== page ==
If you ask me whether there exists the least evidence to prove that any form of life can be developed out of matter, without demonstrable antecedent life, my reply is that evidence considered perfectly conclusive by many has been adduced; and that were some of us who have pondered this question to follow a very common example, and accept testimony because it falls in with our belief, we also should eagerly close with the evidence referred to. But there is in the true man of science a desire stronger than the wish to have his beliefs upheld ; namely, the desire to have them true. And this stronger wish causes him to reject the most plausible support, if he has reason to suspect that it is vitiated by error. Those to whom I refer as having studied this question, believing the evidence offered in favor of "spontaneous generation" to be thus vitiated, cannot accept it. They know full well that the chemist now prepares from inorganic matter a vast array of substances, which were some time ago regarded as the sole products of vitality. They are intimately acquainted with the structural power of matter, as evidenced in the phenomena of crystallization. They can justify scientifically their belief in its potency, under the proper conditions, to produce organisms. But, in reply to your questions, they will frankly admit their inability to point to any satisfactory experimental proof that life can be developed, save from demonstrable antecedent life. As already indicated, they draw the line from the highest organisms through lower ones down to the lowest; and it is the prolongation of this line by the intellect, beyond the range of the senses, that leads them to the conclusion which Bruno so boldly enunciated.

The "materialism" here professed may be vastly different from what you suppose, and I therefore crave your gracious patience to the end. "The question of an external world," says J. S. Mill, "is the great battleground of metaphysics. Mr. Mill himself reduces external phenomena to "possibilities of sensation." Kant, as we have seen, made time and space "forms" of our own intuitions. Fichte, having first by the inexorable logic of his understanding proved himself to be a mere link in that chain of eternal causation which holds so rigidly in nature, violently broke the chain by making nature, and all that it inherits, an apparition of the mind.' And it is by no means easy to combat such notions. For when I say "I see you," and that there is not the least doubt about it, the obvious reply is, that what I am really conscious of is an affection of my own retina. And if I urge that my sight can be checked by touching you, the retort would be that I am equally transgressing the limits of fact; for what I am really conscious of is, not that you are there, but that the nerves of my hand have undergone a change. All we hear, and see, and touch, and taste, and smell, are, it would be urged, mere variations of our own condition, beyond which, even to the extent of a hair-breadth, we cannot go. That anything answering to our impressions exists outside of ourselves is not a fact, but an inference, to which all validity would be denied by an idealist like Berkeley, or by a sceptic like Hume. Mr. Spencer takes another line. With him, as with the uneducated man, there is no doubt or question as to the existence of an external world. But he differs from the uneducated, who think that the world really is what consciousness represents it to be. Our states of consciousness are mere symbols of an outside entity which produces them and determines the order of their succession, but the real nature of which we can never know.' In fact, the whole process of evolution is the manifestation of a Power absolutely inscrutable to the intellect of man. As little in our day as in the days of Job can man by searching find this Power out. Considered fundamentally, then, it is by the operation of an insoluble mystery that life on earth is evolved, species differentiated, and mind unfolded, from their prepotent elements in the immeasurable past.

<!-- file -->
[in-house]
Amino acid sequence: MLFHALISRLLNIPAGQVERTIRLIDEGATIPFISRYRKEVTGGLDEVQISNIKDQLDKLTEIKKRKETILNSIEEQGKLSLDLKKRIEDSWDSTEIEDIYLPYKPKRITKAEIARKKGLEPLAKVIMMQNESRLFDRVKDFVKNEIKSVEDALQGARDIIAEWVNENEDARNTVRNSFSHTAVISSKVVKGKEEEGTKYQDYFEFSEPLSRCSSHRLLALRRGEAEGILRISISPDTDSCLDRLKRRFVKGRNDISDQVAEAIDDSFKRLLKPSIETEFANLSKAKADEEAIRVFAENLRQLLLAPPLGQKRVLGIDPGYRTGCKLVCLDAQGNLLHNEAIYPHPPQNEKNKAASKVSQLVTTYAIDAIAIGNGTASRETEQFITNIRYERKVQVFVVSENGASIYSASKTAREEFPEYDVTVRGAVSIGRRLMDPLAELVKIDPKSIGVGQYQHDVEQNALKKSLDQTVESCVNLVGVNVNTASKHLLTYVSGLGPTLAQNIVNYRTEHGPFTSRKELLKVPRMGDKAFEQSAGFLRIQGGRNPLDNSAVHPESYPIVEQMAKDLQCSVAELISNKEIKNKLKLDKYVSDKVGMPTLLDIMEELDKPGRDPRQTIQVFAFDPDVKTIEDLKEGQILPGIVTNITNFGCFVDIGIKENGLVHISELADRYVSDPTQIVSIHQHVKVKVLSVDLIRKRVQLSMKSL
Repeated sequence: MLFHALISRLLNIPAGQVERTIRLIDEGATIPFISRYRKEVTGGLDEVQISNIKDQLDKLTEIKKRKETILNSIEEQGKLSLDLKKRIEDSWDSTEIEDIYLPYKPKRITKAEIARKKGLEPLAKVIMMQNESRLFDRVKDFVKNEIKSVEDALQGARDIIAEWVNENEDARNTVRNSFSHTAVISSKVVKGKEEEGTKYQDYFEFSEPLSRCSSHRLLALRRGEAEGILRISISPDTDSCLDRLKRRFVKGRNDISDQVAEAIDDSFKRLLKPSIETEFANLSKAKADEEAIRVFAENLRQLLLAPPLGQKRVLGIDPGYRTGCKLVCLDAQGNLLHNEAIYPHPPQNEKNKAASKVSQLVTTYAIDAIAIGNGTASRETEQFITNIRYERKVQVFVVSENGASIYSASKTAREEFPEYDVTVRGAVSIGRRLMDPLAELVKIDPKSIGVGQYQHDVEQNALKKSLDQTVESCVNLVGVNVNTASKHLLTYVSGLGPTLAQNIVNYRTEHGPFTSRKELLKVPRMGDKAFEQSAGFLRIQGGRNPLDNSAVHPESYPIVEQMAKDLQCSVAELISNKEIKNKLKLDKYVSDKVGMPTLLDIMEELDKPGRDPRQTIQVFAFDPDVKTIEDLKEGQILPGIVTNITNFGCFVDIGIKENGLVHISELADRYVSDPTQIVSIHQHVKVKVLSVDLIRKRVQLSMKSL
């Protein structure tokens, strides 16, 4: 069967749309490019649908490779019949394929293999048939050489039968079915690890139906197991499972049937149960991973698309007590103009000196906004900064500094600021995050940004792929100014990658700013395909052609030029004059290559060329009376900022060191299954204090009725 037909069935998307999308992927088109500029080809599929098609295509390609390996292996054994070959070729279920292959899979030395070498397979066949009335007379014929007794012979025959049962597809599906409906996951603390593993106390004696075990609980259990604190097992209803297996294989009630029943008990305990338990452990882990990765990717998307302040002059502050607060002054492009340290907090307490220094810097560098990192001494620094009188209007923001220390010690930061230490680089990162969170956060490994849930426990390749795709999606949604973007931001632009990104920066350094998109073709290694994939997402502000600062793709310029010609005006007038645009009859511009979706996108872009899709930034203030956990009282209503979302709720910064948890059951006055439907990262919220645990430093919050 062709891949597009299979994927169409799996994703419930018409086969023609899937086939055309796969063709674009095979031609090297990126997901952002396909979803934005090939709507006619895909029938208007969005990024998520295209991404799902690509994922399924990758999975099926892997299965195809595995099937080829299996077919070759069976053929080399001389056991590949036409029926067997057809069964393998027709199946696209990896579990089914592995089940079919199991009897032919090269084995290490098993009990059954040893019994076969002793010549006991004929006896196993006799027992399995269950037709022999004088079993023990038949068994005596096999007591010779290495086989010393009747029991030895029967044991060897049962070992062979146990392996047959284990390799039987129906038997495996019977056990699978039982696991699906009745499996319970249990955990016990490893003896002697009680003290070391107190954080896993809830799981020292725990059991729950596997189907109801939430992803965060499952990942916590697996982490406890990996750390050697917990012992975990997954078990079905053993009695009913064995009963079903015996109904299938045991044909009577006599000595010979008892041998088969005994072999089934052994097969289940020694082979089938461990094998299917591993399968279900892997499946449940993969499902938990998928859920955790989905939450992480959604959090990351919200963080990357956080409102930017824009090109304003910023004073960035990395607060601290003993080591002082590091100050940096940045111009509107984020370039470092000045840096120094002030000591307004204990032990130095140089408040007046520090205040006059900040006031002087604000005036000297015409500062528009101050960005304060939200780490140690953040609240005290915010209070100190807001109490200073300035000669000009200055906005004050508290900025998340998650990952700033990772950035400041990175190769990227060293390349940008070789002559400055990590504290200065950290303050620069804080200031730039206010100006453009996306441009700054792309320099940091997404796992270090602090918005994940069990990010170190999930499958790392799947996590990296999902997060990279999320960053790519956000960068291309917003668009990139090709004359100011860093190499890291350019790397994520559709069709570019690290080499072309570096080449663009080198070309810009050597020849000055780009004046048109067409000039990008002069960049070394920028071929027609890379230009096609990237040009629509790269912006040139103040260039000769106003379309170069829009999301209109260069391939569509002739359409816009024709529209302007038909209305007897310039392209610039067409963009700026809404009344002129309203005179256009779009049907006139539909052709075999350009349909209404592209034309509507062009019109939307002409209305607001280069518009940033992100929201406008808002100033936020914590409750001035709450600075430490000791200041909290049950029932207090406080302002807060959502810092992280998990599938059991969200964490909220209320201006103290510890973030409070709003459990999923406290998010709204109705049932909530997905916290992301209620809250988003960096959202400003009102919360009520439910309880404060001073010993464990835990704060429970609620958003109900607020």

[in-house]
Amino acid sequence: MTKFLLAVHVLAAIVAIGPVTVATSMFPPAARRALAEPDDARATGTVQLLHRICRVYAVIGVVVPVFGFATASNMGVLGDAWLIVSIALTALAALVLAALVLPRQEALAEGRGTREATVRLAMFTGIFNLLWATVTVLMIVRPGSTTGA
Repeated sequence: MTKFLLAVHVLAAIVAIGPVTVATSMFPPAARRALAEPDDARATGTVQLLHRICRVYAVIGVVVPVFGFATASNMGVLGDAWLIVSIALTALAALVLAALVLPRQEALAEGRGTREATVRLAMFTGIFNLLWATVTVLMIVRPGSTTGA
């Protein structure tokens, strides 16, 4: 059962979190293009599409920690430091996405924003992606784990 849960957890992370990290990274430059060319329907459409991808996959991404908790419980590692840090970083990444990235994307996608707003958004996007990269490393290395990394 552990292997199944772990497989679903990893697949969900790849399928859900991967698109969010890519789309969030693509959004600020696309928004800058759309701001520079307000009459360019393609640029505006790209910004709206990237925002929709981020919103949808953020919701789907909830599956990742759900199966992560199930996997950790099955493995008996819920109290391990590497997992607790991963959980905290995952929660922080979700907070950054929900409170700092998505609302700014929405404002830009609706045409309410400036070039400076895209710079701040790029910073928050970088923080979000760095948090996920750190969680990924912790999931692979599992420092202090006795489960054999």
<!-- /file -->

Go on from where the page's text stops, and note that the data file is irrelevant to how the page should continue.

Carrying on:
The strength of the doctrine of Evolution consists, not in an experimental demonstration (for the subject is hardly accessible to this mode of proof), but in its general harmony with scientific thought. From contrast, moreover, it derives enormous relative cogency. On the one side we have a theory (if it could with any propriety be so called) derived, as were the theories referred to at the beginning of this Address, not from the study of nature, but from the observation of men—a theory which converts the Power whose garment is seen in the visible universe into an Artificer, fashioned after the human model, and acting by broken efforts as man is seen to act. On the other side we have the conception that all we see around us, and all we feel within us—the phenomena of physical nature as well as those of the human mind-have their unsearchable roots in a cosmical life, if I dare apply the term, an infinitesimal span of which is offered to the investigation of man. And even this span is only knowable in part. We can trace the development of a nervous system, and correlate with it the parallel phenomena of sensation and thought. We see with undoubting certainty that they go hand in hand. But we try to soar in a vacuum the moment we seek to comprehend the connection between them. An Archimedean fulcrum is here required which the human mind cannot command; and the effort to solve the problem—to borrow a comparison from an illustrious friend of mine—is like that of a man trying to lift himself by his own waistband. All that has been said in this discourse is to be taken in connection with this fundamental truth. When "nascent senses" are spoken of, when "the differentiation of a tissue at first vaguely sensitive all over" is spoken of, and when these possessions and processes are associated with "the modification of an organism by its environment," the same parallelism, without contact, or even approach to contact, is implied. Man the object is separated by an impassable gulf from man the subject. There is no motor energy in the human intellect to carry it, without logical rupture, from the one to the other.